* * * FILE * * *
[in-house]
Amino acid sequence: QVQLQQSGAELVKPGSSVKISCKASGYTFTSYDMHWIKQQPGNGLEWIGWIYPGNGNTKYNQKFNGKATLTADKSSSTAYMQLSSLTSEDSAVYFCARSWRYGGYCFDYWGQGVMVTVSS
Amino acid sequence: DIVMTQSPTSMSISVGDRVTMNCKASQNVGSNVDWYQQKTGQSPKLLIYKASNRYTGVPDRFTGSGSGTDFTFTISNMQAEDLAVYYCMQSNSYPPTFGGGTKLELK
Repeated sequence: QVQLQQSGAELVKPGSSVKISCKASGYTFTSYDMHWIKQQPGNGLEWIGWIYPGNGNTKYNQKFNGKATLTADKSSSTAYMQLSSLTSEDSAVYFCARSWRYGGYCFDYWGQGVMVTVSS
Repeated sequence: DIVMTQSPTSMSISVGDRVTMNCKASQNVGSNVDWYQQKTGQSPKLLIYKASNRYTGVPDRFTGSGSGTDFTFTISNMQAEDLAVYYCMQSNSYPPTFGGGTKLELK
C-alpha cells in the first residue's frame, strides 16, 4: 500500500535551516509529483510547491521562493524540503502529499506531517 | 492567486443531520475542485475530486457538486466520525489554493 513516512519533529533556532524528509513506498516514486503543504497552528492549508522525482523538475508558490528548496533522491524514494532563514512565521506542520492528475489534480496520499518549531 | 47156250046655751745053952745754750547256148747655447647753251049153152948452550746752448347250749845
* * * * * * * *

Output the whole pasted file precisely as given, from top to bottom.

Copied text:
[in-house]
Amino acid sequence: QVQLQQSGAELVKPGSSVKISCKASGYTFTSYDMHWIKQQPGNGLEWIGWIYPGNGNTKYNQKFNGKATLTADKSSSTAYMQLSSLTSEDSAVYFCARSWRYGGYCFDYWGQGVMVTVSS
Amino acid sequence: DIVMTQSPTSMSISVGDRVTMNCKASQNVGSNVDWYQQKTGQSPKLLIYKASNRYTGVPDRFTGSGSGTDFTFTISNMQAEDLAVYYCMQSNSYPPTFGGGTKLELK
Repeated sequence: QVQLQQSGAELVKPGSSVKISCKASGYTFTSYDMHWIKQQPGNGLEWIGWIYPGNGNTKYNQKFNGKATLTADKSSSTAYMQLSSLTSEDSAVYFCARSWRYGGYCFDYWGQGVMVTVSS
Repeated sequence: DIVMTQSPTSMSISVGDRVTMNCKASQNVGSNVDWYQQKTGQSPKLLIYKASNRYTGVPDRFTGSGSGTDFTFTISNMQAEDLAVYYCMQSNSYPPTFGGGTKLELK
C-alpha cells in the first residue's frame, strides 16, 4: 500500500535551516509529483510547491521562493524540503502529499506531517 | 492567486443531520475542485475530486457538486466520525489554493 513516512519533529533556532524528509513506498516514486503543504497552528492549508522525482523538475508558490528548496533522491524514494532563514512565521506542520492528475489534480496520499518549531 | 47156250046655751745053952745754750547256148747655447647753251049153152948452550746752448347250749845